Innovation is essential to today’s technologically-driven world, one that prioritizes connectivity, convenience, and efficiency in all aspects of daily life. It is in this environment that mobile applications have transcended our phone screens and reshaped entire industries. Uber, a taxi-service app, has reached international status as an alternative to regular taxis. Even in Singapore, Uber has grown to become a major competitor to Comfort Delgro and SMRT cabs. However, Uber’s mainstream success has been met with waves of controversy. With constant scrutiny falling on Uber’s business practices, with cities around the world such as London banning the company from operation, should consumers in Singapore return to pre-existing cab companies instead of using Uber?
Overall, the app offers more flexibility for both the user and driver than regular cabs.
An advertised selling point for Uber is that their ride fees are commonly cheaper than regular taxi services. Uber was the first mobile app to eliminate uncertainty for the user by tracking a cab before it arrives and allowing communication with the driver. Transactions can be made automatically, allowing both parties to travel cashless, without worries of unpaid fares or theft. Overall, the app offered more flexibility for both the user and driver than regular cabs. Competitive apps that incorporate these feature (such as “Grab”) for normal taxis are catching up, but is it too little, too late? In Singapore, these factors attracted many early adopters to the Uber app, along with its potential benefit of lessening traffic and the need for public parking garages.
However, that is not to say that Uber hasn’t stirred issues in Singapore. There have been several cases of driver misconduct, such as the recent jailing of an Uber driver for stealing a laptop and more than $18,000 from his passenger. Furthermore, working conditions for drivers are not always ideal either, often it can be fatiguing; so much so that in October, a Singaporean driver in his 60s died at the wheel.
Yet, in the face of controversy, the company has atypically refused to regard their drivers as employees. A career advisor and specialist, Pete Robertson, stated in his BBC article that this act of ignoring the employer-employee link “may have the side effect of de-personalizing the relationship between worker and supervisor”. In claiming that its drivers are ‘self-employed’, Uber can exempt itself from responsibility for their drivers and their actions or misconduct.
Uber drivers in Singapore could be potentially earning less than we expect them to be.
Along with this, job security for Uber drivers has come into question. Robertson noted that “Flexibility in human resources allows employers to scale operations up and down rapidly, and with minimal cost. This is not just about keeping wage bills down, but also about employers reducing levels of economic risk, while workers increase their share of risk-bearing”. This ‘risk-bearing’ is limited worker’s rights and an absence of benefits or holidays for uber drivers. Moreover, according to the findings of mathematician Jade Lovell, explained in the youtube video, ‘Why Uber is A Scam’, contrary to the company’s claims, Uber drivers do not earn more money than regular ones – especially when Uber’s commission, taxes and the cost of upkeep is taken into account. Although salary is variable depending on the region, Uber drivers in Singapore could be potentially earning less than we expect them to be.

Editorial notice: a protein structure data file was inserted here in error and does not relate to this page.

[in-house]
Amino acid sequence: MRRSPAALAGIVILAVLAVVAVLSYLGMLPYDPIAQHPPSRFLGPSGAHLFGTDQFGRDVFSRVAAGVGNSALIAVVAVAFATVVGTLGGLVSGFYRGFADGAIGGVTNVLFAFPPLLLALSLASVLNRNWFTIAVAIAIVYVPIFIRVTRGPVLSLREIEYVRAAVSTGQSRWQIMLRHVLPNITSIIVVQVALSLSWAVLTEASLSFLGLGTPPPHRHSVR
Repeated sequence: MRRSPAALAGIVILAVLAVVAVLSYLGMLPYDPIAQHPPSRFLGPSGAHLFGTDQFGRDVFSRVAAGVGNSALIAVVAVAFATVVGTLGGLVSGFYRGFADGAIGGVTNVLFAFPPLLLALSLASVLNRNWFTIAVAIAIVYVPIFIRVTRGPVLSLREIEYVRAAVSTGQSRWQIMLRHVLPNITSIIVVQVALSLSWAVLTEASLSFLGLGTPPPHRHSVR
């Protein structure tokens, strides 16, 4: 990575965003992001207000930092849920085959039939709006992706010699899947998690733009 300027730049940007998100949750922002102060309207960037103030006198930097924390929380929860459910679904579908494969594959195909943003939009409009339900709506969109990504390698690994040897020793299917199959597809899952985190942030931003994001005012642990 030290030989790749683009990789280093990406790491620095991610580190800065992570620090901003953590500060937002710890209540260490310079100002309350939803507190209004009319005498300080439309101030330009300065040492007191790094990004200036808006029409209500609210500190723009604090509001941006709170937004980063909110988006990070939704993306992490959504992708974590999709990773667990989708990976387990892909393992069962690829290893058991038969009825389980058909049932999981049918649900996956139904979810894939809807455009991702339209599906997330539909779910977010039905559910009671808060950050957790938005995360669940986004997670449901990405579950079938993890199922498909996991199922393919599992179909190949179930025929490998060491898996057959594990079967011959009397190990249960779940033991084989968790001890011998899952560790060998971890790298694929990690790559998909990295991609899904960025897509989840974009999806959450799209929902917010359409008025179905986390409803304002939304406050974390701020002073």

Lastly, Uber has worsened its reputation in Singapore with an advertisement campaign in September that was regarded by many as ‘disruptive’ to society. While they were sleek and humorous, the ads failed to align with the nation’s environmental protection and health efforts. Posted in MRT stations, they were perhaps an intention to steer Singaporeans away from traveling by the ever-so-inefficient public transportation system. In effect, they condoned laziness and attempted to convince Singaporeans to drive instead of using environmentally friendly modes of transport like the MRT, or, their legs.
The question of which taxi service consumers should use remains up to the consumer. However, soon, this question may be answered by Uber itself.
Nevertheless, the convenience, comfort, and cost-effectiveness of Uber sustain its popularity. The question of which taxi service consumers should use remains up to the consumer. However, soon, this question may be answered by Uber itself. According to an analysis by investment-banking company UOB Kay Hian posted in the Singapore Business Review, Singapore taxi company Comfort-del-gro may collaborate with Uber in a joint venture. “Nevertheless, we believe the alliance is necessary for the long run as CD will need to embrace the new reality of the shared economy,” the analyst stated. Hopefully, such a collaboration could help reshape Uber’s image or at least reform the issues in its business here in Singapore. It is difficult to say how this might affect the consumer, but it will be beyond their control if the merger goes through. For now, it remains up to the consumer to decide whether if they want to take a local cab or if they are ‘cool’ with taking an Uber.